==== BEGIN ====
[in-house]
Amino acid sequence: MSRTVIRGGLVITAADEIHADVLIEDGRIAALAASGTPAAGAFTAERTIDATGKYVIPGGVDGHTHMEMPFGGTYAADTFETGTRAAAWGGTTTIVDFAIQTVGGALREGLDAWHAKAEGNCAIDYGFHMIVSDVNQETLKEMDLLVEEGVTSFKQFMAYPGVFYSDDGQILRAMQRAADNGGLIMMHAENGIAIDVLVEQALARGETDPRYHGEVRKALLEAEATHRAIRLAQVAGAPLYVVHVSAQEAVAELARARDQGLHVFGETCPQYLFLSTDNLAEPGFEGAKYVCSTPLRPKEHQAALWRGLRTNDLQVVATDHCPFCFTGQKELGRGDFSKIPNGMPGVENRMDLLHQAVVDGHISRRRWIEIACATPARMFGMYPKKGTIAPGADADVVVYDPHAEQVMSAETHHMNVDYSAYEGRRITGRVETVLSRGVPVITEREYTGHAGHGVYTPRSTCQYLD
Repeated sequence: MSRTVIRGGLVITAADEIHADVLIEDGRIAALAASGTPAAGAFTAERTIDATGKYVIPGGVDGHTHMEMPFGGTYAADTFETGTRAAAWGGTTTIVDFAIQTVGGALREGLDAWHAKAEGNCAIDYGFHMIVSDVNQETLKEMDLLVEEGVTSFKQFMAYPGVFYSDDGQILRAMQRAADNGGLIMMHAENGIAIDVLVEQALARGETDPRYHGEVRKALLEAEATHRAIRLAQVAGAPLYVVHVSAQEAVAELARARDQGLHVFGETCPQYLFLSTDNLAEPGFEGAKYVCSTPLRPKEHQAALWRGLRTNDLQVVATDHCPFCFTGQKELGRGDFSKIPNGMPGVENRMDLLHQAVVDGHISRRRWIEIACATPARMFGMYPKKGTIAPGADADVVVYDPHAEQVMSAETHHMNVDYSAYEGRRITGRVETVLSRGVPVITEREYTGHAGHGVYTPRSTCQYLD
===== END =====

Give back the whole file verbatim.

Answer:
[in-house]
Amino acid sequence: MSRTVIRGGLVITAADEIHADVLIEDGRIAALAASGTPAAGAFTAERTIDATGKYVIPGGVDGHTHMEMPFGGTYAADTFETGTRAAAWGGTTTIVDFAIQTVGGALREGLDAWHAKAEGNCAIDYGFHMIVSDVNQETLKEMDLLVEEGVTSFKQFMAYPGVFYSDDGQILRAMQRAADNGGLIMMHAENGIAIDVLVEQALARGETDPRYHGEVRKALLEAEATHRAIRLAQVAGAPLYVVHVSAQEAVAELARARDQGLHVFGETCPQYLFLSTDNLAEPGFEGAKYVCSTPLRPKEHQAALWRGLRTNDLQVVATDHCPFCFTGQKELGRGDFSKIPNGMPGVENRMDLLHQAVVDGHISRRRWIEIACATPARMFGMYPKKGTIAPGADADVVVYDPHAEQVMSAETHHMNVDYSAYEGRRITGRVETVLSRGVPVITEREYTGHAGHGVYTPRSTCQYLD
Repeated sequence: MSRTVIRGGLVITAADEIHADVLIEDGRIAALAASGTPAAGAFTAERTIDATGKYVIPGGVDGHTHMEMPFGGTYAADTFETGTRAAAWGGTTTIVDFAIQTVGGALREGLDAWHAKAEGNCAIDYGFHMIVSDVNQETLKEMDLLVEEGVTSFKQFMAYPGVFYSDDGQILRAMQRAADNGGLIMMHAENGIAIDVLVEQALARGETDPRYHGEVRKALLEAEATHRAIRLAQVAGAPLYVVHVSAQEAVAELARARDQGLHVFGETCPQYLFLSTDNLAEPGFEGAKYVCSTPLRPKEHQAALWRGLRTNDLQVVATDHCPFCFTGQKELGRGDFSKIPNGMPGVENRMDLLHQAVVDGHISRRRWIEIACATPARMFGMYPKKGTIAPGADADVVVYDPHAEQVMSAETHHMNVDYSAYEGRRITGRVETVLSRGVPVITEREYTGHAGHGVYTPRSTCQYLD